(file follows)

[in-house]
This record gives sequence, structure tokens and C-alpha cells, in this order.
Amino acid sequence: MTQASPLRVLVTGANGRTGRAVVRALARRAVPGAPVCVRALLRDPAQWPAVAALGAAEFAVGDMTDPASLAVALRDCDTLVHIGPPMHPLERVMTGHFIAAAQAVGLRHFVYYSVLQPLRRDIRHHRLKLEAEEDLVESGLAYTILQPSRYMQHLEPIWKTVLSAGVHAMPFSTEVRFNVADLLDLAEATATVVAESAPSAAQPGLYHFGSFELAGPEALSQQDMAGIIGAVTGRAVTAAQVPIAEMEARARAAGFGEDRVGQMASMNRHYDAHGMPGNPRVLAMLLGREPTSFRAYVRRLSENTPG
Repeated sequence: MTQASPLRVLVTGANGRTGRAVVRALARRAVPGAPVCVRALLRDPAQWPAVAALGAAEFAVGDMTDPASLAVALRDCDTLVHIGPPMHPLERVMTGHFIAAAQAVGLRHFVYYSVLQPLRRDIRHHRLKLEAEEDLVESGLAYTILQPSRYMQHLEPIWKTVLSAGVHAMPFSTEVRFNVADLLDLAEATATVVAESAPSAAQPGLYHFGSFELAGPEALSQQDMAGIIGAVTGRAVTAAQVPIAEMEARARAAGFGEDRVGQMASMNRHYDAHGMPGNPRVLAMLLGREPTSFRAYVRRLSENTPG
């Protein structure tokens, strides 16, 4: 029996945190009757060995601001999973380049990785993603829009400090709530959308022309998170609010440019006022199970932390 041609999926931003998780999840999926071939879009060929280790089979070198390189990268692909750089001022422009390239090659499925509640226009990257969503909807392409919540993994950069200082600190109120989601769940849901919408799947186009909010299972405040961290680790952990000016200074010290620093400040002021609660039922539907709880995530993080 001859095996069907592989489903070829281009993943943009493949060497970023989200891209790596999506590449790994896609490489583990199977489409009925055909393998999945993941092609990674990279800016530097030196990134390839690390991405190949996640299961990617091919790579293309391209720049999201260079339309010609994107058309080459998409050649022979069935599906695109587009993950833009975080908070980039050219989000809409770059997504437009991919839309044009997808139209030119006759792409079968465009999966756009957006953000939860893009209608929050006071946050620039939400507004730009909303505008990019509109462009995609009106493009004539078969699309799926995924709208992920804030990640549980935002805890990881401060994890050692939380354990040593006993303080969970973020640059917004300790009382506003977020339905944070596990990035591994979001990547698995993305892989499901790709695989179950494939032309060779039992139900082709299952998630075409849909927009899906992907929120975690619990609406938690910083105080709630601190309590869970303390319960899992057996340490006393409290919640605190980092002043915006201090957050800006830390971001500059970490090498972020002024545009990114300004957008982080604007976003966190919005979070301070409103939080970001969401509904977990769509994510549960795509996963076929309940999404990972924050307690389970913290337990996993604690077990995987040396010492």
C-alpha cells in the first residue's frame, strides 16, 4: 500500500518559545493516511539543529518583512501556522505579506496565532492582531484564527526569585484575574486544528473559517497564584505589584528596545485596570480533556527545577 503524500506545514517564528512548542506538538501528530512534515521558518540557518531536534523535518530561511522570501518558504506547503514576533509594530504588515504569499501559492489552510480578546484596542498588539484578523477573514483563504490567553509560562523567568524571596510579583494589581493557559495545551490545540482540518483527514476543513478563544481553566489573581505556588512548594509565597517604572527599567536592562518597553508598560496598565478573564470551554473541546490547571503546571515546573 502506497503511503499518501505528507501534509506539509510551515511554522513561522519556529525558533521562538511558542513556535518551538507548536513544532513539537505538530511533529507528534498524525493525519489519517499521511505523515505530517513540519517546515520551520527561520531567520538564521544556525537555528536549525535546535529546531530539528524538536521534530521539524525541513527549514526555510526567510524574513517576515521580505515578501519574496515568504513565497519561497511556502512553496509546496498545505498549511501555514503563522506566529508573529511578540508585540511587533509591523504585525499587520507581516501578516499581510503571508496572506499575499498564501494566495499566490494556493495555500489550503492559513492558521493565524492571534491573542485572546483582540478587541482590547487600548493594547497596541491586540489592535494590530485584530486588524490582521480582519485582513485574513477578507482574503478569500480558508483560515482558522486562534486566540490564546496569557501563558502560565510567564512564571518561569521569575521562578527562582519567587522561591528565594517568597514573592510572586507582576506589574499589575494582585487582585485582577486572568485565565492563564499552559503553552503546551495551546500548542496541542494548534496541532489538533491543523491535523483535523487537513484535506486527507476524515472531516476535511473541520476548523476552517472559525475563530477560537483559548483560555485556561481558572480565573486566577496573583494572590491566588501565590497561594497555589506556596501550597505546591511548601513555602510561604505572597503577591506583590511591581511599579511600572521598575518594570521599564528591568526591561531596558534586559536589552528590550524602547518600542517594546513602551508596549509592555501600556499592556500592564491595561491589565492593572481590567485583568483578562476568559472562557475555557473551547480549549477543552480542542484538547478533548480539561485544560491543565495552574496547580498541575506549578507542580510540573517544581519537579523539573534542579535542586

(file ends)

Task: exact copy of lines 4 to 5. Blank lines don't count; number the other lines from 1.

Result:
Repeated sequence: MTQASPLRVLVTGANGRTGRAVVRALARRAVPGAPVCVRALLRDPAQWPAVAALGAAEFAVGDMTDPASLAVALRDCDTLVHIGPPMHPLERVMTGHFIAAAQAVGLRHFVYYSVLQPLRRDIRHHRLKLEAEEDLVESGLAYTILQPSRYMQHLEPIWKTVLSAGVHAMPFSTEVRFNVADLLDLAEATATVVAESAPSAAQPGLYHFGSFELAGPEALSQQDMAGIIGAVTGRAVTAAQVPIAEMEARARAAGFGEDRVGQMASMNRHYDAHGMPGNPRVLAMLLGREPTSFRAYVRRLSENTPG
């Protein structure tokens, strides 16, 4: 029996945190009757060995601001999973380049990785993603829009400090709530959308022309998170609010440019006022199970932390 041609999926931003998780999840999926071939879009060929280790089979070198390189990268692909750089001022422009390239090659499925509640226009990257969503909807392409919540993994950069200082600190109120989601769940849901919408799947186009909010299972405040961290680790952990000016200074010290620093400040002021609660039922539907709880995530993080 001859095996069907592989489903070829281009993943943009493949060497970023989200891209790596999506590449790994896609490489583990199977489409009925055909393998999945993941092609990674990279800016530097030196990134390839690390991405190949996640299961990617091919790579293309391209720049999201260079339309010609994107058309080459998409050649022979069935599906695109587009993950833009975080908070980039050219989000809409770059997504437009991919839309044009997808139209030119006759792409079968465009999966756009957006953000939860893009209608929050006071946050620039939400507004730009909303505008990019509109462009995609009106493009004539078969699309799926995924709208992920804030990640549980935002805890990881401060994890050692939380354990040593006993303080969970973020640059917004300790009382506003977020339905944070596990990035591994979001990547698995993305892989499901790709695989179950494939032309060779039992139900082709299952998630075409849909927009899906992907929120975690619990609406938690910083105080709630601190309590869970303390319960899992057996340490006393409290919640605190980092002043915006201090957050800006830390971001500059970490090498972020002024545009990114300004957008982080604007976003966190919005979070301070409103939080970001969401509904977990769509994510549960795509996963076929309940999404990972924050307690389970913290337990996993604690077990995987040396010492």